It doesn’t take particularly long to be impressed by the paintings of Johannes Vermeer even today, three and a half centuries after he painted him. But an understanding of how he achieved the particular visual effects that still inspire appreciation around the world comes only after spending a bit more time with his work, ideally in the company of a more knowledgeable viewer. Starting in the spring of this year, you’ll be able to spend time with nearly all of that work — no fewer than 25 of the 34 paintings unambiguously attributed to him — at Amsterdam’s Rijksmuseum. “With loans from all over the world,” says the Rijksmuseum’s site, “this promises to be the largest Vermeer exhibition ever.”
“The Rijksmuseum’s exhibition in 2023 will include masterpieces such as The Girl with a Pearl Earring (Mauritshuis, The Hague), The Geographer (Städel Museum, Frankfurt am Main), Lady Writing a Letter with her Maid (The National Gallery of Ireland, Dublin) and Woman Holding a Balance (The National Gallery of Art, Washington DC).”
The lineup also includes “the newly restored Girl Reading a Letter at the Open Window from the Gemäldegalerie Alte Meister in Dresden” as well as the Rijksmuseum’s Milkmaid and The Little Street. Both of those last paintings figure prominently in Closer to Johannes Vermeer, a new online tour of all the artist’s famous paintings.
Here on Open Culture, we’ve previously featured a variety of online attractions offered by the Rijksmuseum, an institution eager to bring the world of the Dutch masters online. As a virtual tour guide for Closer to Johannes Vermeer it has enlisted Stephen Fry, that well-known enthusiast of not just classical art but also high technology. He provides context for the paintings and points out elements within them that we may never have noticed, noting that Vermeer achieved the effects he did by carefully putting things into his compositions, but also by even more carefully taking things out. It couldn’t have been easy for him to remove the people and objects he’d rendered with such painstaking realism, using subtle techniques to enrich their visual impact. But he’d dedicated himself to the “search for stillness,” as Fry calls it, and an artistic calling like that demands the occasional sacrifice. Enter Stephen Fry’s virtual tour here.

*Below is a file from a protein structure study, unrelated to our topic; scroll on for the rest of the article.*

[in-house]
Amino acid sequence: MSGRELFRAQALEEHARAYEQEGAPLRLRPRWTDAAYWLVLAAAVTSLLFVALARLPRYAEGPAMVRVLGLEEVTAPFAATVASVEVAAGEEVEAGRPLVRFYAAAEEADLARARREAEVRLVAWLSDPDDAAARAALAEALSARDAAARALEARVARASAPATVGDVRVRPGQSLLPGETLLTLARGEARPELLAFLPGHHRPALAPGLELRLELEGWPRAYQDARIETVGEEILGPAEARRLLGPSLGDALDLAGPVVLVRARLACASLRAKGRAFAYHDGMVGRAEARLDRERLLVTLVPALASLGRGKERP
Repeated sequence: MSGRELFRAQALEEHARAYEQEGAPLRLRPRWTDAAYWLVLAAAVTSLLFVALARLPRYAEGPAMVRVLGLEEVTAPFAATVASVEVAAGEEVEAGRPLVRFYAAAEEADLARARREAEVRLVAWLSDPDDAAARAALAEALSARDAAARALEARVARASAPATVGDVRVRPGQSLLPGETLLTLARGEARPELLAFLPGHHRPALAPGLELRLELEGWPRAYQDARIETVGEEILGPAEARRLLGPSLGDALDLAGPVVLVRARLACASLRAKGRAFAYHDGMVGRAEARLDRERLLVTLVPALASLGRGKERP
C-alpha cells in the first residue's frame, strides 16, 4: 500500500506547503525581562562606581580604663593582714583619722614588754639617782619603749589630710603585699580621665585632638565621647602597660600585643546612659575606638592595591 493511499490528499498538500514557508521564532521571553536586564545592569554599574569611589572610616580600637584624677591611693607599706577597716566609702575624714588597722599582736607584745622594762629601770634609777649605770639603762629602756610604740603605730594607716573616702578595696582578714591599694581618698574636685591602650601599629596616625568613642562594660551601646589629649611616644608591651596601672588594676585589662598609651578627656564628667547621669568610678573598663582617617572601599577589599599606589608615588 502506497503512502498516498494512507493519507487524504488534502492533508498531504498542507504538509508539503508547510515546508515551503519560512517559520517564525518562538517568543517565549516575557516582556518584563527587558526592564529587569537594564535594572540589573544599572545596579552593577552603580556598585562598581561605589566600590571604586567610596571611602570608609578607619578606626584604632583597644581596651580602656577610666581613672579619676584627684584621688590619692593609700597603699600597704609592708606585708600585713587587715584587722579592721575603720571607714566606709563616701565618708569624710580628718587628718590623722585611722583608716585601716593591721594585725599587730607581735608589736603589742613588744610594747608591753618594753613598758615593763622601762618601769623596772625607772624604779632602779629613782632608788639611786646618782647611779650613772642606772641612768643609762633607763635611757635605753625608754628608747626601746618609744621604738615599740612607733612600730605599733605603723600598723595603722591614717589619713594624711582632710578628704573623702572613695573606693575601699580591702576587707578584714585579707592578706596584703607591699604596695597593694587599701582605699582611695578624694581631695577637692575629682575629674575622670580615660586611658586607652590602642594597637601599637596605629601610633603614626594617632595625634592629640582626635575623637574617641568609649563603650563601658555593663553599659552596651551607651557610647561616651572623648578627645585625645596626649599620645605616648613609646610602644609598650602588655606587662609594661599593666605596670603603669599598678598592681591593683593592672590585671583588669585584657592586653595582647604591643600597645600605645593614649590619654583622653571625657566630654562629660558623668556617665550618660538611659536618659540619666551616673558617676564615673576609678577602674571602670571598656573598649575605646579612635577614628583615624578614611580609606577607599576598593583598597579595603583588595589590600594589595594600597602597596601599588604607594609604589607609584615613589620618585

If you would like to sign up for Open Culture’s free email newsletter, please find it here.
If you would like to support the mission of Open Culture, consider making a donation to our site. It’s hard to rely 100% on ads, and your contributions will help us continue providing the best free cultural and educational materials to learners everywhere. You can contribute through PayPal, Patreon, and Venmo (@openculture). Thanks!
Based in Seoul, Colin Marshall writes and broadcasts on cities, language, and culture. His projects include the Substack newsletter Books on Cities, the book The Stateless City: a Walk through 21st-Century Los Angeles and the video series The City in Cinema. Follow him on Twitter at @colinmarshall or on Facebook.